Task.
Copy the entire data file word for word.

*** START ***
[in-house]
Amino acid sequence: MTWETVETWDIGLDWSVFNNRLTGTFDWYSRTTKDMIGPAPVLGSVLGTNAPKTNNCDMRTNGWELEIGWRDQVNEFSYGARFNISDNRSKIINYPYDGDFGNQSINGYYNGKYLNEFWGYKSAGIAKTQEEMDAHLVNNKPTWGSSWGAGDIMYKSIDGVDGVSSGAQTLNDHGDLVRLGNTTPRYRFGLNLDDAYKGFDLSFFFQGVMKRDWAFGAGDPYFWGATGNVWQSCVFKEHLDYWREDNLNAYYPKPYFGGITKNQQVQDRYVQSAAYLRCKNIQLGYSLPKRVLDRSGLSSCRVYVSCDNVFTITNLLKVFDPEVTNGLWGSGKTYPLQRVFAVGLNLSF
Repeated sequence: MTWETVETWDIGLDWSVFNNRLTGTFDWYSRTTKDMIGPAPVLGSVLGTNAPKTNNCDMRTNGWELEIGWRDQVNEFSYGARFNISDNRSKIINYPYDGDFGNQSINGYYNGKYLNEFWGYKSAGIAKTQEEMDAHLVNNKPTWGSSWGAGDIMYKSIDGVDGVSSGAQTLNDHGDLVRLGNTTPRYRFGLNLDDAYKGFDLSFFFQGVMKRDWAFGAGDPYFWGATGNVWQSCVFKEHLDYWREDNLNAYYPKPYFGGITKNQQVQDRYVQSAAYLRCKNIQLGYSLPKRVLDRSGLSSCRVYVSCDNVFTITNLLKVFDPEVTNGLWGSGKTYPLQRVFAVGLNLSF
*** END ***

[in-house]
Amino acid sequence: MTWETVETWDIGLDWSVFNNRLTGTFDWYSRTTKDMIGPAPVLGSVLGTNAPKTNNCDMRTNGWELEIGWRDQVNEFSYGARFNISDNRSKIINYPYDGDFGNQSINGYYNGKYLNEFWGYKSAGIAKTQEEMDAHLVNNKPTWGSSWGAGDIMYKSIDGVDGVSSGAQTLNDHGDLVRLGNTTPRYRFGLNLDDAYKGFDLSFFFQGVMKRDWAFGAGDPYFWGATGNVWQSCVFKEHLDYWREDNLNAYYPKPYFGGITKNQQVQDRYVQSAAYLRCKNIQLGYSLPKRVLDRSGLSSCRVYVSCDNVFTITNLLKVFDPEVTNGLWGSGKTYPLQRVFAVGLNLSF
Repeated sequence: MTWETVETWDIGLDWSVFNNRLTGTFDWYSRTTKDMIGPAPVLGSVLGTNAPKTNNCDMRTNGWELEIGWRDQVNEFSYGARFNISDNRSKIINYPYDGDFGNQSINGYYNGKYLNEFWGYKSAGIAKTQEEMDAHLVNNKPTWGSSWGAGDIMYKSIDGVDGVSSGAQTLNDHGDLVRLGNTTPRYRFGLNLDDAYKGFDLSFFFQGVMKRDWAFGAGDPYFWGATGNVWQSCVFKEHLDYWREDNLNAYYPKPYFGGITKNQQVQDRYVQSAAYLRCKNIQLGYSLPKRVLDRSGLSSCRVYVSCDNVFTITNLLKVFDPEVTNGLWGSGKTYPLQRVFAVGLNLSF